Brennan completed his studies for the priesthood in Ireland and was ordained a priest in the Cathedral of St. John the Baptist, St. John's, on 24 June 1855 by John Thomas Mullock, Bishop of St. John's.

Rev. Brennan's first appointment was in St. John's. In 1857 he was appointed the parish priest of Holy Apostles Parish, Renews (1857-71). In 1871 he was named parish priest of Holy Rosary Parish, Argentia, succeeding Rev. Plagius Nowlan. Father Brennan retired in 1895.

Brennan, Thomas Francis
Person · 1855-1916

Thomas Francis Brennan (1855-1916), Catholic bishop, the son of James and Margaret (Dunne) Brennan, was born at Bally Cullen, Tipperary, Ireland, 10 October 1855. He died on 21 March 1916 at Frascatti, Italy.

Brennan's family immigrated to Pennsylvania when he was eight. Brennan studied for the priesthood at St. Bonaventure's in Allegheny (N.Y.), the University of Rouen (France), and the University of Innsbruck (Austria) where he was awarded the degree of doctor of Divinity in 1876. He was ordained a priest on 4 July 1880, in Brixen, Austria, by Bishop John de Leiss. Soon after, Brennan began studies in canon law. His early career included a number of pastoral assignments in the Diocese of Erie, Pennsylvania. On 11 January 1888 he was made a Papal Chamberlain.In July 1890 the Vatican established Dallas as the third diocese in Texas. Brennan was named the first bishop of the new see, and on 5 April 1891, Tobias Mullen, Bishop of Erie, consecrated him to the episcopacy. At age of 35, Brennan was the youngest Catholic bishop in the United States at the time.

During his early months as bishop, Brennan traveled widely and his addresses were often reprinted in major newspapers. During his brief tenure he built churches in the new diocese and began publication of the Texas Catholic. He had inherited, however, the taxing responsibility of an extensive diocese, short on personnel and in considerable debt. While on a visit to Rome on 17 November 1892, Brennan was relieved of his Dallas post and transferred to the Titual See of Utila and made coadjutor to the Diocese of St. John's, Newfoundland.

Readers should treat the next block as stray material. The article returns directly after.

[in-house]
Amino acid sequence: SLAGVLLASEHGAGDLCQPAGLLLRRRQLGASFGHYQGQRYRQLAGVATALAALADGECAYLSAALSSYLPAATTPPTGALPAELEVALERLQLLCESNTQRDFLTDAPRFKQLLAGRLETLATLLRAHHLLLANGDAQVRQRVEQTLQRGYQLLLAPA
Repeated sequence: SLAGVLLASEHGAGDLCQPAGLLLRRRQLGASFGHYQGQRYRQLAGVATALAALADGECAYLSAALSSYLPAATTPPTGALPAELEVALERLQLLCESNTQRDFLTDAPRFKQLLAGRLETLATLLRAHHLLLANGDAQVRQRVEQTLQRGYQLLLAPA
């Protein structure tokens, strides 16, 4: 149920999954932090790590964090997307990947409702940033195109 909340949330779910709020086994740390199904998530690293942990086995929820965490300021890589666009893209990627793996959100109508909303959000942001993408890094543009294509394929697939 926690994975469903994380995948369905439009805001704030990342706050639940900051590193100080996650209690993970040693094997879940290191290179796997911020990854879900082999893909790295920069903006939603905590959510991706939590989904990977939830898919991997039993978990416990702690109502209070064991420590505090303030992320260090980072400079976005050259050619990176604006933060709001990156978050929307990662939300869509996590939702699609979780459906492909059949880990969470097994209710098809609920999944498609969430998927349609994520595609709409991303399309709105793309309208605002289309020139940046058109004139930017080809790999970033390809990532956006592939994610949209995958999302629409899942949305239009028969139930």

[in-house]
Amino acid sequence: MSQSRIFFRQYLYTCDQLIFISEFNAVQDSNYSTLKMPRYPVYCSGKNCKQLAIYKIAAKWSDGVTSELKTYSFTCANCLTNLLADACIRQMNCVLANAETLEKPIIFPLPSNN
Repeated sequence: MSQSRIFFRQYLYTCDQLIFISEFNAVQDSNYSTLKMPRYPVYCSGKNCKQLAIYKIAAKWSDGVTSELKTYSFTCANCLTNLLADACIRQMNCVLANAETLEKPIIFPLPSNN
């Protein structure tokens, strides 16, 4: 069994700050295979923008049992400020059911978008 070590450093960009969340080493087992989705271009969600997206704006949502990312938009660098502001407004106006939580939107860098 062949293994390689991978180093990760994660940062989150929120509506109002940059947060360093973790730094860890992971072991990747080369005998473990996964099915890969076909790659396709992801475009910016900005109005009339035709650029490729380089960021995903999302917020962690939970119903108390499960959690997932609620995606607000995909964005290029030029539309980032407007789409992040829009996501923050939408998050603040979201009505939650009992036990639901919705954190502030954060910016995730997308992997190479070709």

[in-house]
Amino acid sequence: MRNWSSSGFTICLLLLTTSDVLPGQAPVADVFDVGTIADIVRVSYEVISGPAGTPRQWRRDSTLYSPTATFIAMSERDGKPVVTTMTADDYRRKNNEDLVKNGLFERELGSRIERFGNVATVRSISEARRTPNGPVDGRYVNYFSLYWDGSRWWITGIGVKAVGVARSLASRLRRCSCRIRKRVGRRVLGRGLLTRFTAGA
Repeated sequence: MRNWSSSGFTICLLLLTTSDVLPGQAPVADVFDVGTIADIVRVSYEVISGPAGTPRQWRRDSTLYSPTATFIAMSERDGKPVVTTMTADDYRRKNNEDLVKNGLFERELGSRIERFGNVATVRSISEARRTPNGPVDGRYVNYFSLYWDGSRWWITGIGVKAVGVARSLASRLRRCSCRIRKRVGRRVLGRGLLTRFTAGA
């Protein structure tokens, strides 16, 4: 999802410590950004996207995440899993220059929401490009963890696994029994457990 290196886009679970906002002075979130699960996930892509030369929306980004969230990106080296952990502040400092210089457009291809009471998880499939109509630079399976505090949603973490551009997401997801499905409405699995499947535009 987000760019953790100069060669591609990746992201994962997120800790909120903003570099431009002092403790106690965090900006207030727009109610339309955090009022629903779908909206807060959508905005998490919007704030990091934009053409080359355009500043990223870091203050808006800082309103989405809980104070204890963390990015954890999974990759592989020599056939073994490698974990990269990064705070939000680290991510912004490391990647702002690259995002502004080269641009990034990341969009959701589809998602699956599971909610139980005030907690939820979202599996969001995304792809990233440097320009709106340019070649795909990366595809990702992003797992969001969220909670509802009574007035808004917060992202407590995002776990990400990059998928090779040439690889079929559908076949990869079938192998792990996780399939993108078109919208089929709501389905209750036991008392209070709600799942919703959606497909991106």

On 7 October 1905 he was named titual Bishop of Caesarea in Mauretania. He later retired to a monastery in Grottoferrata, Italy. Brennan died on 2 March 1916 in Frascatti, Italy.

Bride, Thomas J.
Person · 1887-1951

Thomas J. Bride (1887-1951), Catholic priest, was born at St. John's, Newfoundland, on 23 August 1887, the son of Mary (Power) and William Bride. His mother was from Carrick-on-Suir, Ireland, and his father was originally from Brigus, Newfoundland. He died at St. Clare's Mercy Hospital, St. John's, on 25 April 1951 and was buried in Belvedere Cemetery, St. John's.

Bride attended St. Patrick's Hall School, St. John's, for his primary, elementary and high school education. He secured employment with the commercial firm of J. D. Ryan. Upon the death of his mother (1910) he lived with his grandparents in Ireland.

Bride began his studies for the priesthood in Ireland in 1911. He completed his philosophy studies at Mount Mellary, a boarding college for seminarians, under the direction of monks from the Cistercian Order. Bride studied theology at St. John's College, Waterford, where he was ordained a priest on 17 June 1917, by Bishop Bernard Hackett.

In 1918 Rev. Bride returned to Newfoundland and was appointed as the parish priest of St. Patrick's Parish, Burin (1918-24). He served as parish priest of St. Raphael's Parish and chaplain to Mount Cashel Orphanage, St. John's, holding these appointments until shortly before the time of his death in 1951.

Bright, Thomas
Person · fl.1940-1977